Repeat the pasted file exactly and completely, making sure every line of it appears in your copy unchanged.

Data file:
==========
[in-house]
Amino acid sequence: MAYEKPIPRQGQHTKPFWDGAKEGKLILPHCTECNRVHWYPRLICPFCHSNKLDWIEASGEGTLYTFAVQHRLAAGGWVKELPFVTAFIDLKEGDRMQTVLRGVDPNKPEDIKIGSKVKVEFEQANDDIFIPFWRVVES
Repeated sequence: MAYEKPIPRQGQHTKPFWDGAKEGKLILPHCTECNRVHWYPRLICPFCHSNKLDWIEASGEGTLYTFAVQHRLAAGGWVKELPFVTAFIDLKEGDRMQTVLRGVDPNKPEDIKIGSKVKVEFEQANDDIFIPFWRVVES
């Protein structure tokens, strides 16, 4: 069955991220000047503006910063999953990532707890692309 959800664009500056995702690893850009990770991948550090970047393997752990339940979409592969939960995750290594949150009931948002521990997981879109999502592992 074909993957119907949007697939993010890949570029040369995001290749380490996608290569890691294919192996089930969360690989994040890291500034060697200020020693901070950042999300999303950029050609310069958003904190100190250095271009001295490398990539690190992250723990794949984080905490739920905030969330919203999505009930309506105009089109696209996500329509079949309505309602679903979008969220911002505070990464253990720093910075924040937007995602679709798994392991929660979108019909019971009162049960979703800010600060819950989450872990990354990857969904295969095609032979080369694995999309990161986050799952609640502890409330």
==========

[in-house]
Amino acid sequence: MAYEKPIPRQGQHTKPFWDGAKEGKLILPHCTECNRVHWYPRLICPFCHSNKLDWIEASGEGTLYTFAVQHRLAAGGWVKELPFVTAFIDLKEGDRMQTVLRGVDPNKPEDIKIGSKVKVEFEQANDDIFIPFWRVVES
Repeated sequence: MAYEKPIPRQGQHTKPFWDGAKEGKLILPHCTECNRVHWYPRLICPFCHSNKLDWIEASGEGTLYTFAVQHRLAAGGWVKELPFVTAFIDLKEGDRMQTVLRGVDPNKPEDIKIGSKVKVEFEQANDDIFIPFWRVVES
């Protein structure tokens, strides 16, 4: 069955991220000047503006910063999953990532707890692309 959800664009500056995702690893850009990770991948550090970047393997752990339940979409592969939960995750290594949150009931948002521990997981879109999502592992 074909993957119907949007697939993010890949570029040369995001290749380490996608290569890691294919192996089930969360690989994040890291500034060697200020020693901070950042999300999303950029050609310069958003904190100190250095271009001295490398990539690190992250723990794949984080905490739920905030969330919203999505009930309506105009089109696209996500329509079949309505309602679903979008969220911002505070990464253990720093910075924040937007995602679709798994392991929660979108019909019971009162049960979703800010600060819950989450872990990354990857969904295969095609032979080369694995999309990161986050799952609640502890409330």